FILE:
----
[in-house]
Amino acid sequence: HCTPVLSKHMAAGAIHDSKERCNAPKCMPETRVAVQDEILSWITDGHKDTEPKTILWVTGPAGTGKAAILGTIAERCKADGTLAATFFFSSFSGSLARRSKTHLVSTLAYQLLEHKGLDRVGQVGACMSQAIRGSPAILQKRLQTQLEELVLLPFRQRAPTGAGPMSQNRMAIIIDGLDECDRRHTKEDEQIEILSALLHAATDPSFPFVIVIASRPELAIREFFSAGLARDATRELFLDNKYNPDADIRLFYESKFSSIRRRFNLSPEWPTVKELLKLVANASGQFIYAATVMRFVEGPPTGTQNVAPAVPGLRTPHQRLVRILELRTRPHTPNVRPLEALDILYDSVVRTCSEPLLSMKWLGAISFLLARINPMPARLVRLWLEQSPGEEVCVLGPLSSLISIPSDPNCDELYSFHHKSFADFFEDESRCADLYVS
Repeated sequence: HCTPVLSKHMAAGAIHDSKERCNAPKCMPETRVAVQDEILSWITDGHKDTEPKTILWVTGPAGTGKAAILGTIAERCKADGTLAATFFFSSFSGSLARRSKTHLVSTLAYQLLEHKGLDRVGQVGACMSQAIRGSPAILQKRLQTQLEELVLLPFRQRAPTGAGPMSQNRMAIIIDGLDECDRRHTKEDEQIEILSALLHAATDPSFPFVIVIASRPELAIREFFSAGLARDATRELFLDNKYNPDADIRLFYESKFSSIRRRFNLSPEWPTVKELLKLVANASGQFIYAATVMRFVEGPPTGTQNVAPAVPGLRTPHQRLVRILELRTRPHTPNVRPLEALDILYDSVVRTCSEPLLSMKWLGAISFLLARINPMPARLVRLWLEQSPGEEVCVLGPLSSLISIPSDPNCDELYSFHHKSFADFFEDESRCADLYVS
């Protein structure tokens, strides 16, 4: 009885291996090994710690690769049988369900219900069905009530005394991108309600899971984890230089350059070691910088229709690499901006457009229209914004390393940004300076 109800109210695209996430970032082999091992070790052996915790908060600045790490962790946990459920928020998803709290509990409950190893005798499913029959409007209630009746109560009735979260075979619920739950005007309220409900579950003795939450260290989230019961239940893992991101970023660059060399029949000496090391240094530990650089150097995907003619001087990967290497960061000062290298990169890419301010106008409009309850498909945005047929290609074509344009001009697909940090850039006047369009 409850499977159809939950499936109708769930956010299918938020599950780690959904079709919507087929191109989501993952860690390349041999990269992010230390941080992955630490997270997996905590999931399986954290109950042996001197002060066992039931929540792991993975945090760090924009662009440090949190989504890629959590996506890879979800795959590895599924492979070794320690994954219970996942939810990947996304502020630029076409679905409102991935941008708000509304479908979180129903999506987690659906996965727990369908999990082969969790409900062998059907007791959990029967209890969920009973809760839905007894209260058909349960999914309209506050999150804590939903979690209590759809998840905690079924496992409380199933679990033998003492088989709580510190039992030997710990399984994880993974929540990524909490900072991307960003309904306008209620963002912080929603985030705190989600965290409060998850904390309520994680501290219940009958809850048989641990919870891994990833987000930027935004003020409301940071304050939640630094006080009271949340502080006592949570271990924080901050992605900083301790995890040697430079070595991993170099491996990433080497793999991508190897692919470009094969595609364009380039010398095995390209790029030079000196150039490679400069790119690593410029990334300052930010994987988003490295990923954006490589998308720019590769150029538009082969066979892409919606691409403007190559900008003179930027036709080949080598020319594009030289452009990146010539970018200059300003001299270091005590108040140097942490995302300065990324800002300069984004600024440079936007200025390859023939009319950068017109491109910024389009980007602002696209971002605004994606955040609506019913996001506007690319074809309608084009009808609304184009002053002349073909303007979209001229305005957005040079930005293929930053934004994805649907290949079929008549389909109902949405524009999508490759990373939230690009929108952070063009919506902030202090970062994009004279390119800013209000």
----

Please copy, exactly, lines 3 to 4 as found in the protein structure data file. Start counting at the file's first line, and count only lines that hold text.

Repeated sequence: HCTPVLSKHMAAGAIHDSKERCNAPKCMPETRVAVQDEILSWITDGHKDTEPKTILWVTGPAGTGKAAILGTIAERCKADGTLAATFFFSSFSGSLARRSKTHLVSTLAYQLLEHKGLDRVGQVGACMSQAIRGSPAILQKRLQTQLEELVLLPFRQRAPTGAGPMSQNRMAIIIDGLDECDRRHTKEDEQIEILSALLHAATDPSFPFVIVIASRPELAIREFFSAGLARDATRELFLDNKYNPDADIRLFYESKFSSIRRRFNLSPEWPTVKELLKLVANASGQFIYAATVMRFVEGPPTGTQNVAPAVPGLRTPHQRLVRILELRTRPHTPNVRPLEALDILYDSVVRTCSEPLLSMKWLGAISFLLARINPMPARLVRLWLEQSPGEEVCVLGPLSSLISIPSDPNCDELYSFHHKSFADFFEDESRCADLYVS
């Protein structure tokens, strides 16, 4: 009885291996090994710690690769049988369900219900069905009530005394991108309600899971984890230089350059070691910088229709690499901006457009229209914004390393940004300076 109800109210695209996430970032082999091992070790052996915790908060600045790490962790946990459920928020998803709290509990409950190893005798499913029959409007209630009746109560009735979260075979619920739950005007309220409900579950003795939450260290989230019961239940893992991101970023660059060399029949000496090391240094530990650089150097995907003619001087990967290497960061000062290298990169890419301010106008409009309850498909945005047929290609074509344009001009697909940090850039006047369009 409850499977159809939950499936109708769930956010299918938020599950780690959904079709919507087929191109989501993952860690390349041999990269992010230390941080992955630490997270997996905590999931399986954290109950042996001197002060066992039931929540792991993975945090760090924009662009440090949190989504890629959590996506890879979800795959590895599924492979070794320690994954219970996942939810990947996304502020630029076409679905409102991935941008708000509304479908979180129903999506987690659906996965727990369908999990082969969790409900062998059907007791959990029967209890969920009973809760839905007894209260058909349960999914309209506050999150804590939903979690209590759809998840905690079924496992409380199933679990033998003492088989709580510190039992030997710990399984994880993974929540990524909490900072991307960003309904306008209620963002912080929603985030705190989600965290409060998850904390309520994680501290219940009958809850048989641990919870891994990833987000930027935004003020409301940071304050939640630094006080009271949340502080006592949570271990924080901050992605900083301790995890040697430079070595991993170099491996990433080497793999991508190897692919470009094969595609364009380039010398095995390209790029030079000196150039490679400069790119690593410029990334300052930010994987988003490295990923954006490589998308720019590769150029538009082969066979892409919606691409403007190559900008003179930027036709080949080598020319594009030289452009990146010539970018200059300003001299270091005590108040140097942490995302300065990324800002300069984004600024440079936007200025390859023939009319950068017109491109910024389009980007602002696209971002605004994606955040609506019913996001506007690319074809309608084009009808609304184009002053002349073909303007979209001229305005957005040079930005293929930053934004994805649907290949079929008549389909109902949405524009999508490759990373939230690009929108952070063009919506902030202090970062994009004279390119800013209000």